Wil Wheaton was a child actor, arguably best known for his roles in Stand By Me (1986) and Star Trek: The Next Generation. You probably know that he’s now become something of a geek overlord, not to mention the archenemy of Sheldon Cooper on TV series The Big Bang Theory. But unless you’re a member of the gaming community, you may not know that Wheaton is pretty huge in the tabletop gaming industry, thanks in part to his web series on Felicia Day’s Geek & Sundry YouTube channel.

In TableTop, which is gearing up for its fourth season, Wheaton invites various guests to sit down and play games with him. But we’re not talking Monopoly or Scrabble. TableTop dives into everything from popular party games such as Cards Against Humanity and Wits & Wagers, to role-playing games like Fiasco and Dragon Age. Guests have included game designers, actors, writers, Internet celebrities, and Wheaton’s family.

Here’s an episode where Wheaton plays Carcassonne with comedian Kumail Nanjiani, writer Nika Harper, and YouTube gaming personality Jesse Cox.

These seemingly simple videos of friends enjoying a fun diversion have caused a tabletop game boom. After each episode airs, the games played on the show benefit from major sales boosts. According to Wheaton, the effect started almost immediately, just three episodes into season one. He told Fortune:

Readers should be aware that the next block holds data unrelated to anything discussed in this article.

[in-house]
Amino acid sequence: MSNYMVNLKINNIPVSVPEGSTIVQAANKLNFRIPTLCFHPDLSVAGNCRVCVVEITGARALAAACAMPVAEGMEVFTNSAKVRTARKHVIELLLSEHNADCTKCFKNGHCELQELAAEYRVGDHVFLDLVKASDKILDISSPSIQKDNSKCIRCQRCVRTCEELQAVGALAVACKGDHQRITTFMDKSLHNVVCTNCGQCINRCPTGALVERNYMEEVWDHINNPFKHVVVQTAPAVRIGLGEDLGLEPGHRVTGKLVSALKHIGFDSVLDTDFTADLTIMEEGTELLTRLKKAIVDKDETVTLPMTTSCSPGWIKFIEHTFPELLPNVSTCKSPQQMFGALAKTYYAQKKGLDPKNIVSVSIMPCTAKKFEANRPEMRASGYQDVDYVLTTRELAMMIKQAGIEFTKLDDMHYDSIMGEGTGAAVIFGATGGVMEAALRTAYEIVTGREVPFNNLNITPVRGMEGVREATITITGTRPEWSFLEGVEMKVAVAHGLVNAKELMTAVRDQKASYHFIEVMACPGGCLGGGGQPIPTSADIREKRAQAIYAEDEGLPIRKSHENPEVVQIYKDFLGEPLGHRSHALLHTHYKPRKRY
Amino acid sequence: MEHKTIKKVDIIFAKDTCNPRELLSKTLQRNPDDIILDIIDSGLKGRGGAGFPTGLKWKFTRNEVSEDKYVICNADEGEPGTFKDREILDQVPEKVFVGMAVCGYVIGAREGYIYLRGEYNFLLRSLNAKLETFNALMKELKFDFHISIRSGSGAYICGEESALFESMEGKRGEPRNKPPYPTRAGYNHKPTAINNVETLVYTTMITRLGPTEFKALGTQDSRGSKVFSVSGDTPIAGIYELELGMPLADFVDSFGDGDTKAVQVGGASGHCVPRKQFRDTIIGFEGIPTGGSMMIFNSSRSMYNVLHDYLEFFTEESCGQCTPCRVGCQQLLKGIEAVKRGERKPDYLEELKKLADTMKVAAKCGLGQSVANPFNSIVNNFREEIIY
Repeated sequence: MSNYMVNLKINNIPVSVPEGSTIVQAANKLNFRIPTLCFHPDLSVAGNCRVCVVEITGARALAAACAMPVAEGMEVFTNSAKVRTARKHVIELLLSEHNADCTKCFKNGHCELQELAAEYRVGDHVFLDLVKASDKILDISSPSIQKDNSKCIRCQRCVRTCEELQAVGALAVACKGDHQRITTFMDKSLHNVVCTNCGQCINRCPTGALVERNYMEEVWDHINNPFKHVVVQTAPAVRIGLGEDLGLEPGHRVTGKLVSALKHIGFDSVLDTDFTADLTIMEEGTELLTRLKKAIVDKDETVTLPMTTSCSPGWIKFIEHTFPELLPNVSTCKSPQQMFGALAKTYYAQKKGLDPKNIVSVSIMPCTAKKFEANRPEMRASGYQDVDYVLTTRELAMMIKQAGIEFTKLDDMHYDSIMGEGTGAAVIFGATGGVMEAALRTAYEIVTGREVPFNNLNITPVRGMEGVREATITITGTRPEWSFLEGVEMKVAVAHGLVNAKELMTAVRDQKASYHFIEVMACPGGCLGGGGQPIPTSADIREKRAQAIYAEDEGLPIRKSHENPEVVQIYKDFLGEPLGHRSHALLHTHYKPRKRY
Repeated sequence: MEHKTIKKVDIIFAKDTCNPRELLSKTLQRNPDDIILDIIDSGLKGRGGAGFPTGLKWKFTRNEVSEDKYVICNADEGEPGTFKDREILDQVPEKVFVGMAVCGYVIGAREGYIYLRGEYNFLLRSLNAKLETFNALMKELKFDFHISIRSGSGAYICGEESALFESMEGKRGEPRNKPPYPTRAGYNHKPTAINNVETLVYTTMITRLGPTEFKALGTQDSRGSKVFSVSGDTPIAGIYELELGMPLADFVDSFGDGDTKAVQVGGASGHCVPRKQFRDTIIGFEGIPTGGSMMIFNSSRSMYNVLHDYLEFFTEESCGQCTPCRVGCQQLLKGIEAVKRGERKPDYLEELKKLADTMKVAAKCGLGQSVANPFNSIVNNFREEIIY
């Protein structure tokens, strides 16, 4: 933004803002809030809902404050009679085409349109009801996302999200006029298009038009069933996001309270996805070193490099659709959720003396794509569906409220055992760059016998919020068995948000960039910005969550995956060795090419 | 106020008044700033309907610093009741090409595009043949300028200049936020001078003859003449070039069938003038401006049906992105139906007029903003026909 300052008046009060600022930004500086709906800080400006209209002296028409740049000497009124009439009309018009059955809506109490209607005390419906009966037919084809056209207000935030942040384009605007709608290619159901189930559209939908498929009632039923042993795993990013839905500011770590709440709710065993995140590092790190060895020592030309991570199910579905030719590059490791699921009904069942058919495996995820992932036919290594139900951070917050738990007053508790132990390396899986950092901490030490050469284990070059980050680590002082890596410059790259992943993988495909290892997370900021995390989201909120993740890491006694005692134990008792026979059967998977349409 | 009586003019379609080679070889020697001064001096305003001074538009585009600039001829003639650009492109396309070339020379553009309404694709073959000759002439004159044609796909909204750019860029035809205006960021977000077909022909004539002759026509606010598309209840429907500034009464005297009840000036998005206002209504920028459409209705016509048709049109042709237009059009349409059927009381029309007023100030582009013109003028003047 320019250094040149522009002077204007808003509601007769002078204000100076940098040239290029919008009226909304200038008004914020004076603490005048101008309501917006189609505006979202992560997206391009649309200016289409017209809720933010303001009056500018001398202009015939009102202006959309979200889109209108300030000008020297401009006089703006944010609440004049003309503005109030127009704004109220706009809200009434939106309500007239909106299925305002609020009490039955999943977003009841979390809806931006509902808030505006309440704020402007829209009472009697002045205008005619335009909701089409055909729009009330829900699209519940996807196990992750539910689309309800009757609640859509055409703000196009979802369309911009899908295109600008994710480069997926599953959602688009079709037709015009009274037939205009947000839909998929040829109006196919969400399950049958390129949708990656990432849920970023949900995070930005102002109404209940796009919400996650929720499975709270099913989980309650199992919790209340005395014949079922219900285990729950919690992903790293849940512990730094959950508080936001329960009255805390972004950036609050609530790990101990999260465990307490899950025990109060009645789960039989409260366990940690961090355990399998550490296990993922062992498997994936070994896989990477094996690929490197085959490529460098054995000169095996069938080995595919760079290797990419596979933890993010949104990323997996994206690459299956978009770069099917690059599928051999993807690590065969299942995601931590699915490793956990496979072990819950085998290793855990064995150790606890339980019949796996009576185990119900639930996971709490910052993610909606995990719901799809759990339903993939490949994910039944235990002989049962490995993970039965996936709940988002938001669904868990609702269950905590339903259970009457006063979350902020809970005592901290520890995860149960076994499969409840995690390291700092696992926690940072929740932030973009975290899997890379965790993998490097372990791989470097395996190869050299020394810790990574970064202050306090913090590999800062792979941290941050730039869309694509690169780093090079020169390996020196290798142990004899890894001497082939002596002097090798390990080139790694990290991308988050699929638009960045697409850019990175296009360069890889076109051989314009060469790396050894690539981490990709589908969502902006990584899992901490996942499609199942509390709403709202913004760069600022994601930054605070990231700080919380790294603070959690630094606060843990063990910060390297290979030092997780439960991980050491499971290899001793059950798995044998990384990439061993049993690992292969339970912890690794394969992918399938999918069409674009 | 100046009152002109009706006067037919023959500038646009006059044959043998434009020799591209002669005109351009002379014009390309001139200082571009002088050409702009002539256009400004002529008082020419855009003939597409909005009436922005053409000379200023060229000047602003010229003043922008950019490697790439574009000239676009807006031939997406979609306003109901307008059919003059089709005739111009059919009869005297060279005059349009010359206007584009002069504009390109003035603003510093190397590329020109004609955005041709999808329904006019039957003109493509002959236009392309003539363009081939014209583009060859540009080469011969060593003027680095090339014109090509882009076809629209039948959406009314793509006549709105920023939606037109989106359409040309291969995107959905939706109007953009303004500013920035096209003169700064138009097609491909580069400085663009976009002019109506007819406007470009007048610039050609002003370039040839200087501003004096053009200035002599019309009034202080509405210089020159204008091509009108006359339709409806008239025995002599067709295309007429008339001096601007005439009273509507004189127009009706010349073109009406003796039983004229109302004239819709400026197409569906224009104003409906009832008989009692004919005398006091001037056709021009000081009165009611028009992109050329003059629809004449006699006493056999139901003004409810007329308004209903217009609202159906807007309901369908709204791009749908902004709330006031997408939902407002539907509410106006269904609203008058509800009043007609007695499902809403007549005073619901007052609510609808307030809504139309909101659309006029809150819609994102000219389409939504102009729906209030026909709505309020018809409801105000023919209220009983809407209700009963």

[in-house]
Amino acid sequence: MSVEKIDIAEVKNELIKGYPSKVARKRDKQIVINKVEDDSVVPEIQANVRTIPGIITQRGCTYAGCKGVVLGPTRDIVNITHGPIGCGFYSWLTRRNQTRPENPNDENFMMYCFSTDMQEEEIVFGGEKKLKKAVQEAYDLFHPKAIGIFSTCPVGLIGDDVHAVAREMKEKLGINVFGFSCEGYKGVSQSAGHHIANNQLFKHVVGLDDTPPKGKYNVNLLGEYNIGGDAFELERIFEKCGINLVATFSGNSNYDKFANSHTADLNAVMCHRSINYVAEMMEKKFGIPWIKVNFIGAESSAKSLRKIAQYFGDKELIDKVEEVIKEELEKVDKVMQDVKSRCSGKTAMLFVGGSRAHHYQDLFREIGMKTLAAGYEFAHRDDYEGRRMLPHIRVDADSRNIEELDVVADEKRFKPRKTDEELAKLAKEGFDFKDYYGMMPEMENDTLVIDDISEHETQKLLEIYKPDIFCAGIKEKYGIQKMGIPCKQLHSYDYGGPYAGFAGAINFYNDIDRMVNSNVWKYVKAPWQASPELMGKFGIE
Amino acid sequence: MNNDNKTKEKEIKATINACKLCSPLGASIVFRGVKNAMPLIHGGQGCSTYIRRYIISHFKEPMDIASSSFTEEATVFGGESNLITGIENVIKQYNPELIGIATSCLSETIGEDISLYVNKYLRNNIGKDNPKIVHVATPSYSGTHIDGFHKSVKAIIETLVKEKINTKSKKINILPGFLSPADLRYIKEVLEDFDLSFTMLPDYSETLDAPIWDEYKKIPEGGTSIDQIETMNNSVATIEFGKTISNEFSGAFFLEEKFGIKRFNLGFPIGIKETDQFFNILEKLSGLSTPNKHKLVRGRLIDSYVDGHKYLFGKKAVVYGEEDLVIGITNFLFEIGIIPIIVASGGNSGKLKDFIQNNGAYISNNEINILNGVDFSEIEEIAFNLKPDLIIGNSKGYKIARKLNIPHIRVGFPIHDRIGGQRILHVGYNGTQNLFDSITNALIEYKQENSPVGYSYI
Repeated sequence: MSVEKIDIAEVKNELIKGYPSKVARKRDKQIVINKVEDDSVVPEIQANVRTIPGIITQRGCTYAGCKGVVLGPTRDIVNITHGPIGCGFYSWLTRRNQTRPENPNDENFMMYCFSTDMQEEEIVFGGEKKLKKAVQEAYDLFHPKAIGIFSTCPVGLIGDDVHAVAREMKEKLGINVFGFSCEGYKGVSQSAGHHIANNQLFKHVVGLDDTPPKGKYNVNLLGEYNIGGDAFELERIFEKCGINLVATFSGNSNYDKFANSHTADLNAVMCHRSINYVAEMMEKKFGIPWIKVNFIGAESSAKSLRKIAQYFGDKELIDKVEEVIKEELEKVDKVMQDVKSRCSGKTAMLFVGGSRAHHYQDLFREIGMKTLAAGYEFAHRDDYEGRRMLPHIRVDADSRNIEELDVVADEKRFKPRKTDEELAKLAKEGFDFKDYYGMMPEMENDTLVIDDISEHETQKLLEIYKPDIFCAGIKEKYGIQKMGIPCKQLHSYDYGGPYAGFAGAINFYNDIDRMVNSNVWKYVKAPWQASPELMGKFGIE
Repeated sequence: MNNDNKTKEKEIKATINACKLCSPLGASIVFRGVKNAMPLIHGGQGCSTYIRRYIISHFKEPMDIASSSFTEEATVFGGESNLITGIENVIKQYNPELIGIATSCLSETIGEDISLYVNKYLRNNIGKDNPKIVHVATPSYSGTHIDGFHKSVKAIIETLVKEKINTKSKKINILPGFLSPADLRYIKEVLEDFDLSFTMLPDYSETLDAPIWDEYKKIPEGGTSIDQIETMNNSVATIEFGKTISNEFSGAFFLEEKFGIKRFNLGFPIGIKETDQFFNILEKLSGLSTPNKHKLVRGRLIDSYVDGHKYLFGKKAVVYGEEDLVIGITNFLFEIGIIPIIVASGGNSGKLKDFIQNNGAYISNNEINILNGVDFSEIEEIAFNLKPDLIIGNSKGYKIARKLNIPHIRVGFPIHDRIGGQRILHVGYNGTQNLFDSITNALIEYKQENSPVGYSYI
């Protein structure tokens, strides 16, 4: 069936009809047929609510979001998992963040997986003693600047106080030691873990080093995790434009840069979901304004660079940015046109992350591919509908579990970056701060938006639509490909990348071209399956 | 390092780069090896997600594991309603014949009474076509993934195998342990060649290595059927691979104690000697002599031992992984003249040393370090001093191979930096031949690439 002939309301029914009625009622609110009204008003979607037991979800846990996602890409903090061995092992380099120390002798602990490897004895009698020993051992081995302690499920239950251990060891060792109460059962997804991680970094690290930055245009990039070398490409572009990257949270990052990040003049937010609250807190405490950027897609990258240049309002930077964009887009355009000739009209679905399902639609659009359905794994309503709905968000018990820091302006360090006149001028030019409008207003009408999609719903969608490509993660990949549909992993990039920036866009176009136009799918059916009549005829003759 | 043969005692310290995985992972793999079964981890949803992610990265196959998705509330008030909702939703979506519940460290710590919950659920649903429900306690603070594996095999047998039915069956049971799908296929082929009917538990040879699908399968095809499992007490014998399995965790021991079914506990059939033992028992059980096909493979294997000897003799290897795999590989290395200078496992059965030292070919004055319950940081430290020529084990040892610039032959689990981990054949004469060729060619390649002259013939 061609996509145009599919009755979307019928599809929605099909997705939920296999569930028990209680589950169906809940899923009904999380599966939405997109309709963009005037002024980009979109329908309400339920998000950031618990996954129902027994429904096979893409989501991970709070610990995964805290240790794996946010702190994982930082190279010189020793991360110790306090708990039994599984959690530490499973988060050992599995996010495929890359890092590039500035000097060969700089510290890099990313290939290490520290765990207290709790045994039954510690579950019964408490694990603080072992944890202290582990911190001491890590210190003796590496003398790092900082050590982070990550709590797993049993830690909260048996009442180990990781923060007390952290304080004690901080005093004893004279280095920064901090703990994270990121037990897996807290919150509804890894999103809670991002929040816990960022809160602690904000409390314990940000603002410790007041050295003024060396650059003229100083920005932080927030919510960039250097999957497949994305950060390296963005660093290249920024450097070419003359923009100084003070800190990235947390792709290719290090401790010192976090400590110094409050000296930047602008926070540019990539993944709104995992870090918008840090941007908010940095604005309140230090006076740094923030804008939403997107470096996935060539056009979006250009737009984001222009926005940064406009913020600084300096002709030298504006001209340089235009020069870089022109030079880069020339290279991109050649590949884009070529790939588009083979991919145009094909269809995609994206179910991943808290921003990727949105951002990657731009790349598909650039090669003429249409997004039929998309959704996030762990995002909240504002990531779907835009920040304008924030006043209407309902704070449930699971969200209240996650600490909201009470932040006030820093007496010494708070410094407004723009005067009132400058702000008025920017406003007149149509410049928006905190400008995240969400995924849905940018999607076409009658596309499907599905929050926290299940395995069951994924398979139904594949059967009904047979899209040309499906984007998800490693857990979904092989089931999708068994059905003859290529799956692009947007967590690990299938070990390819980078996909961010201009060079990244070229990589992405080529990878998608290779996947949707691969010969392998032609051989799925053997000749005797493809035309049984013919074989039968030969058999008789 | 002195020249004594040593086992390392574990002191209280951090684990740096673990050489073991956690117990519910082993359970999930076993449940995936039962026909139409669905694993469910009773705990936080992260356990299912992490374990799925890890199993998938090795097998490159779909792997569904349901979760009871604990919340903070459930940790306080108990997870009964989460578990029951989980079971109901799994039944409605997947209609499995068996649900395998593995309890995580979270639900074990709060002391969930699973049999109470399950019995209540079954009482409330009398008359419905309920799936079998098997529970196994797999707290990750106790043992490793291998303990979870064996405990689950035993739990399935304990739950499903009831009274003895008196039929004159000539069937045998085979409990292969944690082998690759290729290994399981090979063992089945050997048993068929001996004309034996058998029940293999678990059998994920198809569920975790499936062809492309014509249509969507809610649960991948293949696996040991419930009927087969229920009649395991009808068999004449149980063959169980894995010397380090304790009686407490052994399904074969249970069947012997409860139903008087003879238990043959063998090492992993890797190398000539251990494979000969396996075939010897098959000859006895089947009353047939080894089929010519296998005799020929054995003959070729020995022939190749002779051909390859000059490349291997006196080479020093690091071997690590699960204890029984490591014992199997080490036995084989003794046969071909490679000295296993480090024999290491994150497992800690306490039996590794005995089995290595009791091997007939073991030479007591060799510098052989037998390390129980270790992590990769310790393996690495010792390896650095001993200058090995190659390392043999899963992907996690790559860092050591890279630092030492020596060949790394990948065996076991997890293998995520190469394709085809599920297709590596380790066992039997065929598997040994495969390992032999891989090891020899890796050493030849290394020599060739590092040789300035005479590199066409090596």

“We started getting emails and phone calls from game shop owners and publishers because they were not prepared for the explosion of sales that they had. They wanted to know if we could let them know a little bit in advance when an episode was going to air, so that they could stock up. . . . We have looked at sales figures from the big game distributors, and it’s pretty cool. People see our show and then you just watch the spike in the sales. And for a lot of games the only reason that spike trails off is because the game sells out and they have to take time to make another printing.”

Dave Chalker, creator of the game Get Bit!, agreed that his Kickstarter-funded game benefited after appearing on the first season. “While Get Bit! definitely had its fans prior to TableTop, there’s definitely been a big boost,” he wrote on Critical Hits. “I’m sure it’s been a factor in translating it into 4 different languages for international editions (which led to a game of the year nomination for the French edition), as well as winning the Origins Award for Best Children’s, Family, or Party game.”

One game store tracked their sales of several games before and after they appeared on TableTop. The only one that didn’t see a huge spike was Settlers of Catan, which the owner attributes to the fact that Catan was already a pretty mainstream game.

Need more proof of the Wheaton Effect? Here’s an analysis of sales and BoardGameGeek ranks of the games King of Tokyo, The Resistance, and Alhambra. There are even more here.

Though the monetary sales of games are obviously a good thing for both publishers and independent game makers, Wheaton says he's just happy that more people are coming together to play games: “There is a wonderful, timeless, communal experience that is a fundamental part of who we are as social animals, of getting together in the same place to do something together.”